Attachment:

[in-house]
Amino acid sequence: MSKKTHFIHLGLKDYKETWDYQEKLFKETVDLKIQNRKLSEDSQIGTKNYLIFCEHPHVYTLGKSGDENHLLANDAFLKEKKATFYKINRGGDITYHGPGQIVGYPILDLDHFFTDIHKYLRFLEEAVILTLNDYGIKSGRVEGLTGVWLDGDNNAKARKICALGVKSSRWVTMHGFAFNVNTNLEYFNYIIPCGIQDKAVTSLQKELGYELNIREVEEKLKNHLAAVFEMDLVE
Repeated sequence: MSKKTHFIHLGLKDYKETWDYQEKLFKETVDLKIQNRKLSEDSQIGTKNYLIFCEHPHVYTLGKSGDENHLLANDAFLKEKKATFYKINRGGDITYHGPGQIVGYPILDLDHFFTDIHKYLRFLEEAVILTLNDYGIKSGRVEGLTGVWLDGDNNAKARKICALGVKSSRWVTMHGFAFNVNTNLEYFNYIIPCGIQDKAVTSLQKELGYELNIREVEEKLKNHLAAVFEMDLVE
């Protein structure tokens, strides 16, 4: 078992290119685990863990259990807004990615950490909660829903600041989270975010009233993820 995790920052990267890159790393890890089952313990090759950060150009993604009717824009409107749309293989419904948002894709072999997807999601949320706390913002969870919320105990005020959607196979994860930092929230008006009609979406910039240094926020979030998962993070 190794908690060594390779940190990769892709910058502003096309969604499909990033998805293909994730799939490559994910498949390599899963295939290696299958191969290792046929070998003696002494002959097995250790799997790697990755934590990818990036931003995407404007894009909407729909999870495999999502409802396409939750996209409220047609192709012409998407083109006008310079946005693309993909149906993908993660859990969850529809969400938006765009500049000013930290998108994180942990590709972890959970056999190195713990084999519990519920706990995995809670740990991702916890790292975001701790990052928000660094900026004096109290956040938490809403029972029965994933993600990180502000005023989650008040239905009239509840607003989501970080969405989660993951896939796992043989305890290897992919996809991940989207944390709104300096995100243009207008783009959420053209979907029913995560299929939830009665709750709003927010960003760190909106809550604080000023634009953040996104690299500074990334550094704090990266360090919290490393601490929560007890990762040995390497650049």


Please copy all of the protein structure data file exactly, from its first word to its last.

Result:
[in-house]
Amino acid sequence: MSKKTHFIHLGLKDYKETWDYQEKLFKETVDLKIQNRKLSEDSQIGTKNYLIFCEHPHVYTLGKSGDENHLLANDAFLKEKKATFYKINRGGDITYHGPGQIVGYPILDLDHFFTDIHKYLRFLEEAVILTLNDYGIKSGRVEGLTGVWLDGDNNAKARKICALGVKSSRWVTMHGFAFNVNTNLEYFNYIIPCGIQDKAVTSLQKELGYELNIREVEEKLKNHLAAVFEMDLVE
Repeated sequence: MSKKTHFIHLGLKDYKETWDYQEKLFKETVDLKIQNRKLSEDSQIGTKNYLIFCEHPHVYTLGKSGDENHLLANDAFLKEKKATFYKINRGGDITYHGPGQIVGYPILDLDHFFTDIHKYLRFLEEAVILTLNDYGIKSGRVEGLTGVWLDGDNNAKARKICALGVKSSRWVTMHGFAFNVNTNLEYFNYIIPCGIQDKAVTSLQKELGYELNIREVEEKLKNHLAAVFEMDLVE
């Protein structure tokens, strides 16, 4: 078992290119685990863990259990807004990615950490909660829903600041989270975010009233993820 995790920052990267890159790393890890089952313990090759950060150009993604009717824009409107749309293989419904948002894709072999997807999601949320706390913002969870919320105990005020959607196979994860930092929230008006009609979406910039240094926020979030998962993070 190794908690060594390779940190990769892709910058502003096309969604499909990033998805293909994730799939490559994910498949390599899963295939290696299958191969290792046929070998003696002494002959097995250790799997790697990755934590990818990036931003995407404007894009909407729909999870495999999502409802396409939750996209409220047609192709012409998407083109006008310079946005693309993909149906993908993660859990969850529809969400938006765009500049000013930290998108994180942990590709972890959970056999190195713990084999519990519920706990995995809670740990991702916890790292975001701790990052928000660094900026004096109290956040938490809403029972029965994933993600990180502000005023989650008040239905009239509840607003989501970080969405989660993951896939796992043989305890290897992919996809991940989207944390709104300096995100243009207008783009959420053209979907029913995560299929939830009665709750709003927010960003760190909106809550604080000023634009953040996104690299500074990334550094704090990266360090919290490393601490929560007890990762040995390497650049």